‘We want Tony Blair to bring the troops out – not in six months but now, to prevent more loss of life’, Rose Gentle, whose son Gordon died in Iraq, told News Line yesterday.
Rose was responding to the news that the 100th British soldier had been killed in Iraq that morning.
She added: ‘I’m actually quite angry about it, another young boy’s life has been lost, another family, their lives have been ruined.
‘Tony Blair sent his son away to work in the White House. Why doesn’t he put a uniform on his son and send him out to Iraq?
‘We think now Tony Blair will have to find a way to bring these boys out, instead of sitting in London now with his cronies from America, planning for other boys’ lives to be lost.
‘We’ve lost a hundred, a hundred’s enough!’
She added: ‘I blame the government for these deaths, and the deaths of thousands of Iraqis.
‘We all know when the boys went into the army they could get injured or killed – but they didn’t expect to go to war for a cause based on lies from the government.
‘The boys out there want to go home and they are asking people who want the troops withdrawn not to give up and support the Military Families Against the War.
‘Six more months in Iraq could be six more lives.’
The 100th UK forces fatality since the 2003 invasion was a soldier from the 7th Armoured Brigade. He was killed by a roadside bomb at approximately 8.34am local time in Um Qasr, Basra Province.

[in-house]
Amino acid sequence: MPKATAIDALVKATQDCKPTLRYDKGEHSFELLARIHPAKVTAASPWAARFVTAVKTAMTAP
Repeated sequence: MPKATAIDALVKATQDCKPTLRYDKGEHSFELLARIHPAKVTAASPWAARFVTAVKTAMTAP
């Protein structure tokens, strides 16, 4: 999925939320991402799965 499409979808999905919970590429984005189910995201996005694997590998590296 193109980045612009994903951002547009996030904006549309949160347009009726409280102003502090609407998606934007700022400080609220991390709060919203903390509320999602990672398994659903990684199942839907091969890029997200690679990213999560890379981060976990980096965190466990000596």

Three other soldiers were injured, one seriously, in the same incident and are receiving medical treatment at Shaibah medical facility.
Yesterday’s death followed that of Lance Corporal Allan Douglas, 22, who was killed by small arms fire in Maysan province on Monday.
His mother, Diane Douglas, said her son had been back to his Aberdeen home over Christmas and had not wanted to return to Iraq.
She added that it was a ‘damn disgrace’ that young lads were being killed in Iraq, adding: ‘I don’t think Tony Blair should have put any young kids out there.’
The news broke of the 100th British death as Prime Minister Blair was heading off to a two-day conference in London on ‘stability’ in Afghanistan, after deciding last week to send another 3,500 British troops to the dangerous Helmand province.
Downing Street claimed that Blair was ‘deeply saddened’ by the latest deaths, but he believed the ‘struggle for democracy’ in Iraq had to be continued ‘because we are making progress’.
Reg Keys, whose son was also killed in Iraq, referred to the anger that boiled over after British tanks were used to bust two SAS troops out of an Iraqi jail.
Keys said: ‘When I saw those tanks on fire in Basra I knew the balance had tipped. We are not wanted there, British troops are exacerbating hostilities. The sooner we get out the better.’
He added: ‘These lads were sent to Iraq on a falsehood. The inspectors said there were no weapons of mass destruction.’
Over 100,000 Iraqi civilians have been killed by occupying forces and some 230 British troops have been injured by resistance action since the war was launched on Iraq in 2003.